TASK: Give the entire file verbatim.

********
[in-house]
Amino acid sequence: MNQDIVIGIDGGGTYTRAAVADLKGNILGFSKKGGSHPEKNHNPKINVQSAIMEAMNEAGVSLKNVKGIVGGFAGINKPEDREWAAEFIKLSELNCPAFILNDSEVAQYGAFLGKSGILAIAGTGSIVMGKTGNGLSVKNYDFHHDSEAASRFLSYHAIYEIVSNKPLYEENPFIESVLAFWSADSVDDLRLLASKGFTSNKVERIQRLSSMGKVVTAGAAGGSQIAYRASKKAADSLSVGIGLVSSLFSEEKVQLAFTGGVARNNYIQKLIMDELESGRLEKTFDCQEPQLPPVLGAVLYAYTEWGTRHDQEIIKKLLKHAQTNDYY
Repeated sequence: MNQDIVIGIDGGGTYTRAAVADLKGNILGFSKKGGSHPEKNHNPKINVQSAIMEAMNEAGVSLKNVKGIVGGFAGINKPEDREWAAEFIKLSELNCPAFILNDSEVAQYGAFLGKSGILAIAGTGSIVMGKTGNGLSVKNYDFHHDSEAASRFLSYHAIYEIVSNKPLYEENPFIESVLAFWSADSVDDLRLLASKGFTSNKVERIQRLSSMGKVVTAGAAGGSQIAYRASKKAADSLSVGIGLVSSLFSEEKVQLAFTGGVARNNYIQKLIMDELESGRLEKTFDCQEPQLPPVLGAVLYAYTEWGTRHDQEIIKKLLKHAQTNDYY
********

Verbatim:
[in-house]
Amino acid sequence: MNQDIVIGIDGGGTYTRAAVADLKGNILGFSKKGGSHPEKNHNPKINVQSAIMEAMNEAGVSLKNVKGIVGGFAGINKPEDREWAAEFIKLSELNCPAFILNDSEVAQYGAFLGKSGILAIAGTGSIVMGKTGNGLSVKNYDFHHDSEAASRFLSYHAIYEIVSNKPLYEENPFIESVLAFWSADSVDDLRLLASKGFTSNKVERIQRLSSMGKVVTAGAAGGSQIAYRASKKAADSLSVGIGLVSSLFSEEKVQLAFTGGVARNNYIQKLIMDELESGRLEKTFDCQEPQLPPVLGAVLYAYTEWGTRHDQEIIKKLLKHAQTNDYY
Repeated sequence: MNQDIVIGIDGGGTYTRAAVADLKGNILGFSKKGGSHPEKNHNPKINVQSAIMEAMNEAGVSLKNVKGIVGGFAGINKPEDREWAAEFIKLSELNCPAFILNDSEVAQYGAFLGKSGILAIAGTGSIVMGKTGNGLSVKNYDFHHDSEAASRFLSYHAIYEIVSNKPLYEENPFIESVLAFWSADSVDDLRLLASKGFTSNKVERIQRLSSMGKVVTAGAAGGSQIAYRASKKAADSLSVGIGLVSSLFSEEKVQLAFTGGVARNNYIQKLIMDELESGRLEKTFDCQEPQLPPVLGAVLYAYTEWGTRHDQEIIKKLLKHAQTNDYY